Oracle to ‘Significantly Expand’ Cloud Infrastructure Footprint

Oracle used its annual CloudWorld conference in New York Feb. 12 to announce the planned expansion of its current regional cloud infrastructure footprint, demonstrate advancements that have been made in autonomous cloud, and say it’s extending autonomous capabilities across its entire Oracle Cloud Platform.

“Driven by strong customer demand for its cloud services worldwide,” Oracle will “significantly expand its modern cloud infrastructure footprint,” it said in a news release. Oracle’s “rapid expansion plans” call for the opening of 12 new datacenter regions and an increase in the “breadth and depth” of Oracle Cloud services available across Asia, Europe and the Americas, it said.

The plan stands to strengthen Oracle’s “industry leadership position, delivering a complete and integrated portfolio of cloud services — including Software as a Service (SaaS), Platform as a Service (PaaS) and Infrastructure as a Service (IaaS) — as well as new services in security, blockchain and artificial intelligence (AI), it said.

“The future of IT is autonomous,” Oracle CEO Mark Hurd said in the announcement. “With our expanded, modern data centers, Oracle is uniquely suited to deliver the most autonomous technologies in the world,” he said, adding: “As we invest, our margins will continue to expand. And with our global datacenter expansion, we are able to help customers lower IT costs, mitigate risks and compete like they never have before.”

The expansion of Oracle’s cloud footprint will include China, India, Japan, Saudi Arabia, Singapore, South Korea, Amsterdam, Switzerland and North America, including two locations in Canada and two new U.S. locations to support U.S. Department of Defense workloads, Oracle said.

Thomas Kurian, Oracle president of product development, demonstrated the latest advances in Oracle Cloud Platform at the conference. In expanding its Oracle Cloud Platform Autonomous Services beyond the Oracle Autonomous Database, the company is making all Oracle Cloud Platform services self-driving, self-securing and self-repairing, it said. Oracle is applying AI and machine learning to its “entire next-generation Cloud Platform services to help customers lower cost, reduce risk, accelerate innovation, and get predictive insights,” it said.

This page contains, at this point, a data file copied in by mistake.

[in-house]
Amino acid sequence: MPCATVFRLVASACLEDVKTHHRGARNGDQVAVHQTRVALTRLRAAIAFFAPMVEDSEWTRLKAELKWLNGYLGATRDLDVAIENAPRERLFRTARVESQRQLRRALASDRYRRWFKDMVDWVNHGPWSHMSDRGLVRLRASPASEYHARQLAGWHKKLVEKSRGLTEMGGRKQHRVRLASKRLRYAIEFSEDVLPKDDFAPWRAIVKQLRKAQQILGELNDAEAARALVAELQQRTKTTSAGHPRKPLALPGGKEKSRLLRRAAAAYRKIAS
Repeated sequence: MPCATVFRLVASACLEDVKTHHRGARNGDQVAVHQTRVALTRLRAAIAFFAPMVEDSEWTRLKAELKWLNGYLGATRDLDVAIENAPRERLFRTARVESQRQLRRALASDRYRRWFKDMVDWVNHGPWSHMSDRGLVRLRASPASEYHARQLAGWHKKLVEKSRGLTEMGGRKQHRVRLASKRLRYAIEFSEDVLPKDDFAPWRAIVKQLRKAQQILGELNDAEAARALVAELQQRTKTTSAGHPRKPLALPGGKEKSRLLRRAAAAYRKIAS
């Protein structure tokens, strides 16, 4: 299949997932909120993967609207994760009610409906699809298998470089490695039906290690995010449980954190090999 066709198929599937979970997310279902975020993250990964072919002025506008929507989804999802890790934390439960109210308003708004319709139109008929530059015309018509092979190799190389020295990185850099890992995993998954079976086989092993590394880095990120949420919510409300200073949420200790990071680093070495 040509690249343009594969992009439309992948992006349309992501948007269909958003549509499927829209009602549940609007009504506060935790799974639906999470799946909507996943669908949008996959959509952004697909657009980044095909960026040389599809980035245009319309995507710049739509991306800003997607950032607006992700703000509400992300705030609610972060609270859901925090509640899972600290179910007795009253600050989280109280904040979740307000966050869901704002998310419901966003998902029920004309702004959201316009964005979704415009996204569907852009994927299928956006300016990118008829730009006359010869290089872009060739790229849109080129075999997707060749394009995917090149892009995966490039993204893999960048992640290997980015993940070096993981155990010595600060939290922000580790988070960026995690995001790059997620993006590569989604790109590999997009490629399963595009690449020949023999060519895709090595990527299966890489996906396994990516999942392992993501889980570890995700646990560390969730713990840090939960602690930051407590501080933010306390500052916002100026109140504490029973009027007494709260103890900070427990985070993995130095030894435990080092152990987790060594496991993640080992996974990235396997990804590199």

As organizations concentrate on the delivery of innovation quickly, “they want a secure set of comprehensive, integrated cloud services to build new applications and run their most demanding enterprise workloads,” Oracle said, adding that only its cloud services “can automate key operational functions like tuning, patching, backups and upgrades while running to deliver maximum performance, high availability, and secure enterprise IT systems.”

In addition, to accelerating innovation and smarter decision-making, Oracle Cloud Platform is “incorporating additional autonomous capabilities specific to application development, mobile and bots, app and data integration, analytics, security and management,” the company said.

“The future of tomorrow’s successful enterprise IT organization is in full end-to-end automation,” Kurian said, adding: “At Oracle, we are making this a reality. We are weaving autonomous capabilities into the fabric of our cloud to help customers safeguard their systems, drive innovation faster, and deliver the ultimate competitive advantage with smarter real-time decisions.”

Oracle’s autonomous capabilities are “integral” to the entire Oracle Cloud Platform, including the world’s first autonomous database unveiled at Oracle OpenWorld, it said.  The Oracle Autonomous Database uses advanced AI and machine learning to “eliminate human labor, human error and manual tuning delivering unprecedented availability, high performance and security at a much lower cost,” it said.

Multiple autonomous database services, each tuned to a specific workload, will be available starting in 2018, including Oracle Autonomous Data Warehouse Cloud Service for analytics, Oracle Autonomous Database OLTP for transactional and mixed workloads, and Oracle Autonomous NoSQL Database for fast, massive-scale reads and writes, the company said.

Oracle Cloud Platform autonomous capabilities for application development, mobile and bots, integration, analytics, security and system management are scheduled to be available in the first half of 2018, the company said.

Oracle also announced that it “expanded the breadth and depth of its enterprise service level agreements” (SLAs), saying that will deliver a “superior experience for customers” and help enterprises that are looking to “shift critical workloads” to the cloud.

“Building on the strength of its recently announced, industry-leading 99.995 percent availability guarantee” for Oracle Autonomous Database, Oracle unveiled what it said was “the industry’s first end-to-end financially backed cloud warranty for IaaS. “With these comprehensive SLAs, Oracle is now the only cloud infrastructure provider offering guaranteed service levels across performance, manageability, and availability: the three key characteristics defining how enterprises measure cloud infrastructure providers,” it said.